Want a giant handgun that shoots a supped up small caliber, super high-velocity round and has a funky loading process that you likely haven't seen before? Well you sound like a Ruger Hawkeye pistol man. (Tell me what you notice about the cylinder of this handgun...) What in the world is the .256? Introduced in 1960 after some wildcat development by Winchester (with some input from Bill Ruger's people), the .256 Winchester Magnum round took Elmer Keith's vaunted .357 S&W Magnum, which...
  9. Ruger's black powder hog leg: The Old Army

    Most firearms companies specialize in either black powder guns, or modern smokeless powder guns. A notable example of one that dallies in both ponds is Sturm, Ruger, who have long-produced a black powder version of their M77 bolt action rifle (the 77/50) as well as an excellent reboot of a Union Army service revolver from the Civil War period-- the Old Army. The author's 1998-vintage Ruger Old Army in .457BP with 7.75-inch barrel. The gun is a massive three-pounder that is almost 14-inches...
  10. The Baby Nambu and its importance to Ruger

    The company that we know and love today as Sturm, Ruger got its start in a way from a certain Kijiro Nambu, who, in a twist of fate, was a Lieutenant General in the Imperial Japanese Army. Would you like to know more? Who was Nambu? (Seems real fun at parties) Kijiro Nambu, born September 22, 1869 in Saga prefecture to a former samurai retainer of the Nabeshima clan, went off to the Imperial Army Academy at a young age. By 1897 Nambu was an Artillery Lieutenant assigned to the Tokyo...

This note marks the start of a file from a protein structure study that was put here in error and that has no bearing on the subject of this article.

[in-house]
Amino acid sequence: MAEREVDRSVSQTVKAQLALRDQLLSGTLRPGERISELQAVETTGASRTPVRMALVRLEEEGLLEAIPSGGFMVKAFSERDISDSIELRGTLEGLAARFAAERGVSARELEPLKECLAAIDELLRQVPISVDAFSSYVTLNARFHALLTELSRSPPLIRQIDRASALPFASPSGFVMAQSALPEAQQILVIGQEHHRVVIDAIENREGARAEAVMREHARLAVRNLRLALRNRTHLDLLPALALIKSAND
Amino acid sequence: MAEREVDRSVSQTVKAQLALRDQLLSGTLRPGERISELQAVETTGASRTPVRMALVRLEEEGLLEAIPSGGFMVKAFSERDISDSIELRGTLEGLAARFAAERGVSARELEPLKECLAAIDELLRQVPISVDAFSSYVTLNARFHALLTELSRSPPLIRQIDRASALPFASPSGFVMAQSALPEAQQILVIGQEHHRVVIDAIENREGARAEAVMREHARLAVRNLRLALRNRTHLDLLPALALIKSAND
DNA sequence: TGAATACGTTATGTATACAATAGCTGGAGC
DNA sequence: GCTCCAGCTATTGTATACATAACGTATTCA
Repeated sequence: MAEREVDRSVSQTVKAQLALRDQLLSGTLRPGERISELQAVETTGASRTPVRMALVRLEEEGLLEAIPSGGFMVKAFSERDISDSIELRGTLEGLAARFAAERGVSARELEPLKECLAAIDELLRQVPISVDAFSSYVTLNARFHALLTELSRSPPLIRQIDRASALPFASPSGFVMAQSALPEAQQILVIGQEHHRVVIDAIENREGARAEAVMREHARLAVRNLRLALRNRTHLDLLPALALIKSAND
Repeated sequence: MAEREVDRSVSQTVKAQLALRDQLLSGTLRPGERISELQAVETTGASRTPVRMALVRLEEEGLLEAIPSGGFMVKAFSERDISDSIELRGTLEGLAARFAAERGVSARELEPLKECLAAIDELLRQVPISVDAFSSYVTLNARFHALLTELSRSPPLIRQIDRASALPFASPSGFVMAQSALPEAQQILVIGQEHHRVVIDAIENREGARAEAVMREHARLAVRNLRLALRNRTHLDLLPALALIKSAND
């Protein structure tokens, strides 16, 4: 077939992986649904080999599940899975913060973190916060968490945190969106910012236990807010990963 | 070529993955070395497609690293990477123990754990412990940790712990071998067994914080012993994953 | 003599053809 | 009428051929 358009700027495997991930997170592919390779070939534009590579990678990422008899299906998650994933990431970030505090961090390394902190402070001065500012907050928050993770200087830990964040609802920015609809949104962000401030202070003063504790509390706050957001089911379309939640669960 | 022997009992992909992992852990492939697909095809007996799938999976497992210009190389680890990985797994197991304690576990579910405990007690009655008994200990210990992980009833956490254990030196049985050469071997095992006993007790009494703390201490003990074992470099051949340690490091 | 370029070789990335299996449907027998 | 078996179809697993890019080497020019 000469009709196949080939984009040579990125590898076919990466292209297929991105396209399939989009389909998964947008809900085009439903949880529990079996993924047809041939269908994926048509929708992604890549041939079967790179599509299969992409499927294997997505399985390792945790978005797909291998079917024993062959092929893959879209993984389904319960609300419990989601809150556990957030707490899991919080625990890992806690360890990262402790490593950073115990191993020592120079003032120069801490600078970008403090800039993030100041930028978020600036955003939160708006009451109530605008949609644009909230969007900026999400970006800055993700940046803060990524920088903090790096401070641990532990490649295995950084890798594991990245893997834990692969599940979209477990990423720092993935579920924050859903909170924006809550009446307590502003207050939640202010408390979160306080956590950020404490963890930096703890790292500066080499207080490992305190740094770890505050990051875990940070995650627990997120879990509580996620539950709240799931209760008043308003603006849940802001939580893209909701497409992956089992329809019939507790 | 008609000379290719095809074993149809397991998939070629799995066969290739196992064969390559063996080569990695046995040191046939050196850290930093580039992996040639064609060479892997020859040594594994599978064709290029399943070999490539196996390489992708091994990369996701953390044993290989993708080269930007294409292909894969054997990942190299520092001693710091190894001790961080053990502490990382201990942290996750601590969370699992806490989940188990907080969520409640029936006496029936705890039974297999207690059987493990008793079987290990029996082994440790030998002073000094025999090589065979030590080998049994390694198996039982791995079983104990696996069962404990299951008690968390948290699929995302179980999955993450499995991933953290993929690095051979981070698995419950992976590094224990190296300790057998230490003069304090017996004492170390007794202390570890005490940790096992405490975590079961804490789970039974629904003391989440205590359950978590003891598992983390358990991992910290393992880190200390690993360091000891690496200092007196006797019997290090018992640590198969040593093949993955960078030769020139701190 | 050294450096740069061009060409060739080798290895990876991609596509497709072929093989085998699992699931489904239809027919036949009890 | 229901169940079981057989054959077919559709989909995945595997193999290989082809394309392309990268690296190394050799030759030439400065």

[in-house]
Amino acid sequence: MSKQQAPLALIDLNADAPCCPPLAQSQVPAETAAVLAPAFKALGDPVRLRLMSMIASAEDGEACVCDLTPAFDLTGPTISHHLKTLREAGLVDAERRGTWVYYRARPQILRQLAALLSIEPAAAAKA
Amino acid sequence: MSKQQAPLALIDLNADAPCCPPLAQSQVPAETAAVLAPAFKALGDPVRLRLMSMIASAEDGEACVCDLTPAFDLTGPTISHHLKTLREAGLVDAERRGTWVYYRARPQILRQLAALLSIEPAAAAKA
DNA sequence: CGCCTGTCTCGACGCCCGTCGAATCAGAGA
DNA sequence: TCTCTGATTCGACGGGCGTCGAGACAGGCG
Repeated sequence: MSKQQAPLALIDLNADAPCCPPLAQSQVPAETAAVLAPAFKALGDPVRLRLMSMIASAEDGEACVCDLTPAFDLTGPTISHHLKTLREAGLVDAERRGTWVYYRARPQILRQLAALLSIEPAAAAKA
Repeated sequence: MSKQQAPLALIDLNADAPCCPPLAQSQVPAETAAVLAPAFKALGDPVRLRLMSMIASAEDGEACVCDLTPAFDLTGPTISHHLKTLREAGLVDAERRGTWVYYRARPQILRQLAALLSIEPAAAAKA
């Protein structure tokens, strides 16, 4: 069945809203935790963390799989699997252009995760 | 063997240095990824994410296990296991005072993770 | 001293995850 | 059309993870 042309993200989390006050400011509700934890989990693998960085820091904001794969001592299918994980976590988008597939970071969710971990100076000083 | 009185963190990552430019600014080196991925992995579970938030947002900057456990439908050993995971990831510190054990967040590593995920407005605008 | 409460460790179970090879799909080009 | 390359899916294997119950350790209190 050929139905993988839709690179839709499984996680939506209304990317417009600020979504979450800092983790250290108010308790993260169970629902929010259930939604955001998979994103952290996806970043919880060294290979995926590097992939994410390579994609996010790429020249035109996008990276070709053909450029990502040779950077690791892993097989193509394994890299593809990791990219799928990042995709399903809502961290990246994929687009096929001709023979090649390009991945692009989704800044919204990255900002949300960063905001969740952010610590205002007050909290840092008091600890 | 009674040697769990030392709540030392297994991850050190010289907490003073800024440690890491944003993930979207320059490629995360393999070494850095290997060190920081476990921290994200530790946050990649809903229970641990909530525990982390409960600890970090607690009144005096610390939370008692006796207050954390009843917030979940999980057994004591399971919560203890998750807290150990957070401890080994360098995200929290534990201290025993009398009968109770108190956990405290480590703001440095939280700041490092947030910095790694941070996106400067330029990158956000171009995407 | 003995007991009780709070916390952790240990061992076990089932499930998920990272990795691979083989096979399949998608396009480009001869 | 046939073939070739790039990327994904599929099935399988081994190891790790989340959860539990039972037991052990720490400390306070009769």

11. A factory Ruger Mini-14 in .300 Blackout? No foolin

    The good folks at Ruger have been in the Mini-14 biz for going some 40 years or so and in that time have cranked out millions of these rugged .223 carbines. As time has gone by, the company has trotted out offerings of these guns in 5.56x45 (there is a slight difference over .223), .222 (not a misprint) 7.62x39 (Mini-30) 6.8mm (Mini-6.8) and .308/.243 (XGI). Well now, the time has come to add a new caliber to that field: Why .300 BLK The 300 AAC Blackout round (7.62x35mm) was designed by a...
  12. The short-lived Ruger Gold Label SXS

    Just after the turn of the century, Sturm, Ruger made an effort to produce a light side-by-side 12-gauge shotgun that could compete with what was coming out of Belgium, Spain, and Japan. This double-barreled beauty, dubbed the Gold Label, was a brief but now beloved classic. Red Label predecessors Back in the 1970s, Bill Ruger introduced a honey of an American-made over and under (O/U) shotgun by drawing inspiration from Browning's Superimposed and Winchester Model 21 (which had moved to...
  13. A look at the Ruger LC9: Tomorrow's slimline 9 of four years ago

    Introduced in 2011 on the heels of the outrageously successful .380ACP caliber Ruger LCP (Lightweight Compact Pistol), the LC9 gave the masses of concealed carry devotees who loved the size of that pocket gun but not the caliber something more substantial to wrap their hands around. Why the LC9 Going back to the 1900s, the small Colt vest (hey guys wore them back then) and pocket sized semi-auto handguns were all snappy little blowback actions chambered in .25, .32, or .380 (all of which...
  14. Ruger reaches back in the vault for the new and improved .327 wheelgun

    America's favorite gun maker is reaching back into the creative closet and bringing forth a blast from the past that has some six-shooter aficionados rejoicing. Yes, we are talking about the return of the SP-101 in .327 Fed Mag. Why 327? Introduced through a partnership by Sturm, Ruger and Federal Cartridge in 2007, the .327 Federal Magnum uses the rimmed, straight-walled .32 H&R case with a very lightweight .312 caliber bullet (typically 100 grains) to generate a screamer of a round that...